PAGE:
Where I was going with the claim that liberation theology has very little in common with traditional Christianity is in its doctrinal/proclamation stance. Liberation theology isn't too worried about saving souls or the traditional categories of doctrinal theology. It is a leftist political movement operating under the umbrella of Christianity, claiming its perceived moral authority to expound a message of revolution.

Harry McCall said...

As of yet, I've not been given a good reason why the U.S. was in Viet Nam.

I so told that "Godless Communism" was taking over the free world and must be stopped. "If we loose Viet Nam, we'll be fighting the communist in Mexico next" (and just look at Cuba).

Remember the old slogan: "I'd rather be Red than Dead."

Rev. Wight has some good points, but only in the free world can he bit the hand that feeds him!

Brother Crow said...

Shygetz, thanks for that rebuttal. I agree, and actually meant to say that. Our society is culturally one of religious indoctrination at almost every level (and has done an amazingly scary job of combining christian religion and patriotism)...but our government - at least in foundation and sometimes in operation - is secular. So, yes, right on, and thanks!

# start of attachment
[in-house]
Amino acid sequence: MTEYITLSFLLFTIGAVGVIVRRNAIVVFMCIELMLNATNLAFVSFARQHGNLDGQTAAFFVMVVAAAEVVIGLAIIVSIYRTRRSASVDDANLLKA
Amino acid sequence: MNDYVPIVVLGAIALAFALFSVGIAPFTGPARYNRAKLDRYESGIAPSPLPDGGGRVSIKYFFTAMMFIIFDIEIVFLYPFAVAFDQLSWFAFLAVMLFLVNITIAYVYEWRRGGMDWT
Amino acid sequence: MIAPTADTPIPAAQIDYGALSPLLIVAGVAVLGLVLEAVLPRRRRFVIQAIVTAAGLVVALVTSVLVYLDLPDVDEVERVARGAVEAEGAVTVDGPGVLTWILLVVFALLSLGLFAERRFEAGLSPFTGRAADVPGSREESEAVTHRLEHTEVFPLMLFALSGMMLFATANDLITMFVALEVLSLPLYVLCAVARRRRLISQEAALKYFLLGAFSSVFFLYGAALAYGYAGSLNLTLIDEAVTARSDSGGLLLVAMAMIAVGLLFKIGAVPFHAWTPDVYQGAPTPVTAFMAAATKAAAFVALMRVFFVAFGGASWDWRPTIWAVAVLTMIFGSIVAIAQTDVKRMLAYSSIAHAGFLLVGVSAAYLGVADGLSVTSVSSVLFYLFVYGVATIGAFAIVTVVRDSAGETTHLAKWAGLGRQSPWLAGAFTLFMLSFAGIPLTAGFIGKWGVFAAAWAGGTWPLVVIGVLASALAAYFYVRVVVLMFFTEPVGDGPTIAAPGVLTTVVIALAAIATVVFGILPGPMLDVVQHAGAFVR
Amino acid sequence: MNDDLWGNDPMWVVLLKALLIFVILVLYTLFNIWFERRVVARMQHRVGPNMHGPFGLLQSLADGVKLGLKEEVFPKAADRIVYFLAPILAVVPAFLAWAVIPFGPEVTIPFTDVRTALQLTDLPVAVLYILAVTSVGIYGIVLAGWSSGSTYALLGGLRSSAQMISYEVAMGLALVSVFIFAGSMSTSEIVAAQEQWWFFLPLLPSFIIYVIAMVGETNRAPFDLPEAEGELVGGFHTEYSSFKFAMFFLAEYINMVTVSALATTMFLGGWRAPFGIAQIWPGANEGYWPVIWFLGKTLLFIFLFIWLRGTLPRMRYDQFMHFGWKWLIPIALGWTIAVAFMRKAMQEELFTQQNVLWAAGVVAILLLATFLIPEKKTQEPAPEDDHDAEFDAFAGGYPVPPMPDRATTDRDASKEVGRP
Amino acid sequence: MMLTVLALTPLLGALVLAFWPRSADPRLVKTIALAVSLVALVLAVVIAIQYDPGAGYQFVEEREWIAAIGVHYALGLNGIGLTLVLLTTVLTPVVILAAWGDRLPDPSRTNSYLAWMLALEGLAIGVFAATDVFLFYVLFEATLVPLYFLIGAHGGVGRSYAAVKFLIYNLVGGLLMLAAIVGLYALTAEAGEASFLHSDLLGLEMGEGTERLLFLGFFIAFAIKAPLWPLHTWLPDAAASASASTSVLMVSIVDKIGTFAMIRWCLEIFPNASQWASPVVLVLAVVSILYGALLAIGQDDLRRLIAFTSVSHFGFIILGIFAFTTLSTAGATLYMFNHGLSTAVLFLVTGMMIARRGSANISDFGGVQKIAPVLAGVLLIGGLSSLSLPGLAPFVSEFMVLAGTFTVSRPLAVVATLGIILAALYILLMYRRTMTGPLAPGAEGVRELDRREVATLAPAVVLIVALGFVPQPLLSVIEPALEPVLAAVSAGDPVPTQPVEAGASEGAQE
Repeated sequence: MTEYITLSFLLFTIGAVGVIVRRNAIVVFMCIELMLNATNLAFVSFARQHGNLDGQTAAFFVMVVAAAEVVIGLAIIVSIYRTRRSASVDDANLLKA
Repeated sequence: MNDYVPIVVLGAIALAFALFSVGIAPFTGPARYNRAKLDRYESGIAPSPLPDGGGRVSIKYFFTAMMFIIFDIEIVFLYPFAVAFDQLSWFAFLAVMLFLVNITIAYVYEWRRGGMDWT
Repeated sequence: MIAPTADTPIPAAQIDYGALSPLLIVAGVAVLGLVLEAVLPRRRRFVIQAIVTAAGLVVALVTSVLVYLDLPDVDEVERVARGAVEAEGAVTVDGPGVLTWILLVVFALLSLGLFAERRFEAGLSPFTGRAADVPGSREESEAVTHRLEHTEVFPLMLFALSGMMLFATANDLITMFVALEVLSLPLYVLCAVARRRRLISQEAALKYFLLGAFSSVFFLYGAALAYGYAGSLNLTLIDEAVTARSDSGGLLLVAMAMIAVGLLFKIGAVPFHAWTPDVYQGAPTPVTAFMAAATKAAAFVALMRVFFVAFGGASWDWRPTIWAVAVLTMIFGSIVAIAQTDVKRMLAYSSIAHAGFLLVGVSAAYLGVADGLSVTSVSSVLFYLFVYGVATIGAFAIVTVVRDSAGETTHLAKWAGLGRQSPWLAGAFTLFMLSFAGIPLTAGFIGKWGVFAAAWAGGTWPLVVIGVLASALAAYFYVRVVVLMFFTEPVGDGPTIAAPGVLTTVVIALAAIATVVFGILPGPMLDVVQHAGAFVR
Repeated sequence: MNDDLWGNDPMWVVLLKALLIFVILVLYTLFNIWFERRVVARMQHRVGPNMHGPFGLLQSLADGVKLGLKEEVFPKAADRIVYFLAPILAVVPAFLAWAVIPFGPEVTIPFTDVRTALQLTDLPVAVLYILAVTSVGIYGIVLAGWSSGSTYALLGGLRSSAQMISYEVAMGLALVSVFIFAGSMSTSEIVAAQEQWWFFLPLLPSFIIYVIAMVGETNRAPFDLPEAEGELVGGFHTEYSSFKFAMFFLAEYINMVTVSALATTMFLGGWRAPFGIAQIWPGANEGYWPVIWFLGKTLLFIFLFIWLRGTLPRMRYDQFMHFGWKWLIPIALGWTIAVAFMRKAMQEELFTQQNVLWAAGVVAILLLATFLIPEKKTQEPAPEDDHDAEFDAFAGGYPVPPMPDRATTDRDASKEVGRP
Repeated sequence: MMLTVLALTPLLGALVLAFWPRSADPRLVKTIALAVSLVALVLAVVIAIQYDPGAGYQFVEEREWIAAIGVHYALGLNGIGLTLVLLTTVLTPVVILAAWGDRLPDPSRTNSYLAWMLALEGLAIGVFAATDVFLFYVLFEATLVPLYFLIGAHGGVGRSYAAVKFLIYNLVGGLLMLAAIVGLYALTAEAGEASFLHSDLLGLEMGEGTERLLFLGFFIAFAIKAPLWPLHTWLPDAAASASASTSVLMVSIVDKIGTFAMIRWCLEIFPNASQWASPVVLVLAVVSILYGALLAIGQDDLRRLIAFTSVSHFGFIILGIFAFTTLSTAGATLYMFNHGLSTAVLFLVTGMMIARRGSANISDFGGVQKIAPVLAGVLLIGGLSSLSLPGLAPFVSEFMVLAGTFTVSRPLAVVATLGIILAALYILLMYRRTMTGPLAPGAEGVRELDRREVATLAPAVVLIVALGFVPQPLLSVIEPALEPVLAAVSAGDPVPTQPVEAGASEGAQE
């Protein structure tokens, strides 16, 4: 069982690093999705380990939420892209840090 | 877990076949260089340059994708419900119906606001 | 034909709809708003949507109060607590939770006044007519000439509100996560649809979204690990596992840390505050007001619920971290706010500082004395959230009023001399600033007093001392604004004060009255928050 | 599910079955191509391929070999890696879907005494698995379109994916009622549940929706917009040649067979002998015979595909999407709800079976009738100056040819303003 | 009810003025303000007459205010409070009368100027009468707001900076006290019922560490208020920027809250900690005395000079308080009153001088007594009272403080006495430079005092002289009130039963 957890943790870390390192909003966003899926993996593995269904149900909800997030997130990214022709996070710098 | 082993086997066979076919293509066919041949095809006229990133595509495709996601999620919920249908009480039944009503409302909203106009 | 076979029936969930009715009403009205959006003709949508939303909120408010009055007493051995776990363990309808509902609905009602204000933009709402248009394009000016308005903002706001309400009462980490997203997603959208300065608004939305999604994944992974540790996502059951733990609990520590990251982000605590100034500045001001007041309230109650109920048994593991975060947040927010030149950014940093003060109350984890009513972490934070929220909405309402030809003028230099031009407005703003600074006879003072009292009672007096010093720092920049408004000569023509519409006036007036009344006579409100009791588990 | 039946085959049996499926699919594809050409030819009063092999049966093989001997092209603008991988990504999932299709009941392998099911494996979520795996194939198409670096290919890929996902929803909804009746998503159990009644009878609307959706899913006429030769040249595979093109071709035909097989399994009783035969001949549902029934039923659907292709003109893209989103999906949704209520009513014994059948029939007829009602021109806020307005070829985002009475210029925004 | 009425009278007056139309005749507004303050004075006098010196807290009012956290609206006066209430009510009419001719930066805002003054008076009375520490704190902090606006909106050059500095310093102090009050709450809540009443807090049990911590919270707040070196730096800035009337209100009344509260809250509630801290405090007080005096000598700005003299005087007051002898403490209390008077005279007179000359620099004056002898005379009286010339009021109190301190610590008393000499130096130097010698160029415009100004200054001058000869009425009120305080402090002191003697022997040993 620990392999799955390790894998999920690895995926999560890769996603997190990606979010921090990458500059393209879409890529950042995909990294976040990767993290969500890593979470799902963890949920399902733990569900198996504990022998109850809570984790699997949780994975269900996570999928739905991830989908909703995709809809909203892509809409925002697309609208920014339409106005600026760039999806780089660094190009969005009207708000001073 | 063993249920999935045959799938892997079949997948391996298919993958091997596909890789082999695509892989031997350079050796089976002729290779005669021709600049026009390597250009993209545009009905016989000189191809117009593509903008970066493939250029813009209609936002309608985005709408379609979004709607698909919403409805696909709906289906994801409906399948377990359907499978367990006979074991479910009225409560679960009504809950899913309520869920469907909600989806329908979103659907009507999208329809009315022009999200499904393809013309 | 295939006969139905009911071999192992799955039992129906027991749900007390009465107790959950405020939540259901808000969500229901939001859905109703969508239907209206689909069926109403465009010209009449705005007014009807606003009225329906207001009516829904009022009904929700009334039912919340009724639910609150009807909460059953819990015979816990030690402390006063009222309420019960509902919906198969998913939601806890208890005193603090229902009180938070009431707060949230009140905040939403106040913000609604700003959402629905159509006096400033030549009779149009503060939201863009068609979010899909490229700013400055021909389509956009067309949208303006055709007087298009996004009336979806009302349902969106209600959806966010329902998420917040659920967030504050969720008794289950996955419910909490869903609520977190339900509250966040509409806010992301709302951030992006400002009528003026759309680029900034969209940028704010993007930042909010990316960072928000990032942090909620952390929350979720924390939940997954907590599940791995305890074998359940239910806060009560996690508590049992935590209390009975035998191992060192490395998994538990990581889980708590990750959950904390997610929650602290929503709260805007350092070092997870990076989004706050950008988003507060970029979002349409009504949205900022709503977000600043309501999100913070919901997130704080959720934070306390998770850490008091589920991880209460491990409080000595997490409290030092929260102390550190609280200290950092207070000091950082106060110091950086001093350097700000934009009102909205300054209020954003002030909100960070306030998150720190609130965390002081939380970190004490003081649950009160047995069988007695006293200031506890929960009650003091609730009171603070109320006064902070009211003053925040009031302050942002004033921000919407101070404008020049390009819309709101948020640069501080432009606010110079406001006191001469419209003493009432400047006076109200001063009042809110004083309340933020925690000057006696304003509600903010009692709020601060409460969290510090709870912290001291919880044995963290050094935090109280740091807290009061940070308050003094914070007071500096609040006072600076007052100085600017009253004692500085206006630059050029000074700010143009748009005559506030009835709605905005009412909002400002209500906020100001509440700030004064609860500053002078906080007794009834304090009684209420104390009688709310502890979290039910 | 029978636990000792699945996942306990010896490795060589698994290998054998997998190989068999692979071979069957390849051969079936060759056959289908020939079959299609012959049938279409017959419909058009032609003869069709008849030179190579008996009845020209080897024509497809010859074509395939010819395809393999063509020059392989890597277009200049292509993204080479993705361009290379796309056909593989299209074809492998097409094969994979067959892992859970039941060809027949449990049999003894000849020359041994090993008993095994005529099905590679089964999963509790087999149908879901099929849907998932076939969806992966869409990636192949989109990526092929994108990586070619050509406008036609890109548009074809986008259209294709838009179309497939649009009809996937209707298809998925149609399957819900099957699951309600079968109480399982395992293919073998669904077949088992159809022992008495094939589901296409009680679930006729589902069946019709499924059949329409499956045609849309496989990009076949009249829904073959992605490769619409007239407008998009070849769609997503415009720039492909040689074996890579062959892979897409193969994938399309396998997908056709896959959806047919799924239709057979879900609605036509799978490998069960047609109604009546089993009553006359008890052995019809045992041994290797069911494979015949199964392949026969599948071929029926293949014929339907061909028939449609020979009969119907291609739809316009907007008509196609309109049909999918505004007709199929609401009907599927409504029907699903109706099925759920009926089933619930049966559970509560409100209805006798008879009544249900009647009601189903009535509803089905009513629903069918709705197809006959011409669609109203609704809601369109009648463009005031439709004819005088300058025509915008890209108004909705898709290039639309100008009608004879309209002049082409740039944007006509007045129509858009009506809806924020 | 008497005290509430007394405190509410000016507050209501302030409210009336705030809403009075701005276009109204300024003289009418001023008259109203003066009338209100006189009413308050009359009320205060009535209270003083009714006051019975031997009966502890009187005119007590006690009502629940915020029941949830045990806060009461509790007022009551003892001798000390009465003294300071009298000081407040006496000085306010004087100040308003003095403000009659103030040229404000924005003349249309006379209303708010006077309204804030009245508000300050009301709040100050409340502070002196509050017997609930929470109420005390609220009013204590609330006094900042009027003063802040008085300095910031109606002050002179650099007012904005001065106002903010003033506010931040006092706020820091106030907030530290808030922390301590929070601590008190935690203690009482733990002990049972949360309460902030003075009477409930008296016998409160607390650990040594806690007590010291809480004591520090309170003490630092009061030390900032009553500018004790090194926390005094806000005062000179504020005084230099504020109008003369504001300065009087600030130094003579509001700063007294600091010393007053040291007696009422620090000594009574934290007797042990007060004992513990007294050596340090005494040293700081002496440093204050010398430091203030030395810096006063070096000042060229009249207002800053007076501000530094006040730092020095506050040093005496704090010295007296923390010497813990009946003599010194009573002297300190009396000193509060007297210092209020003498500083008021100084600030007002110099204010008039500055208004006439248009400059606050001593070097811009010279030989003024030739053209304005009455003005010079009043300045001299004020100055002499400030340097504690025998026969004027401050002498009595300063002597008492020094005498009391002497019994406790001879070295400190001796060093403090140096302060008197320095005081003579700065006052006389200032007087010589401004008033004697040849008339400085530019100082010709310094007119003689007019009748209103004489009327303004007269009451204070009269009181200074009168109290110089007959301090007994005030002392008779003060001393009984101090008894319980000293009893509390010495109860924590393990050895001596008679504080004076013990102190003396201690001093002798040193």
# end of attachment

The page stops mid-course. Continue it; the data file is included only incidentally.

Nightmare said...

I never said America was horrible Brother Crow. I said exactly what you did - that we have "messed up" in the course of our history. Does that mean I hate this country? Bullshit. I love this country and I'd rather live here than anywhere on the planet. BUT I, unlike some, acknowledge that historically we are not perfect and have done some pretty crappy things. Do I think we have to somehow make amends for such things - HELL NO. I do however think we have a responsibility to learn from the past and not let such happen again. Further I think it is childish to expect that one's actions (as an individual or as a nation) will no have reprecussions. We have seen that is not the case under 8 years of cowboy Georgie.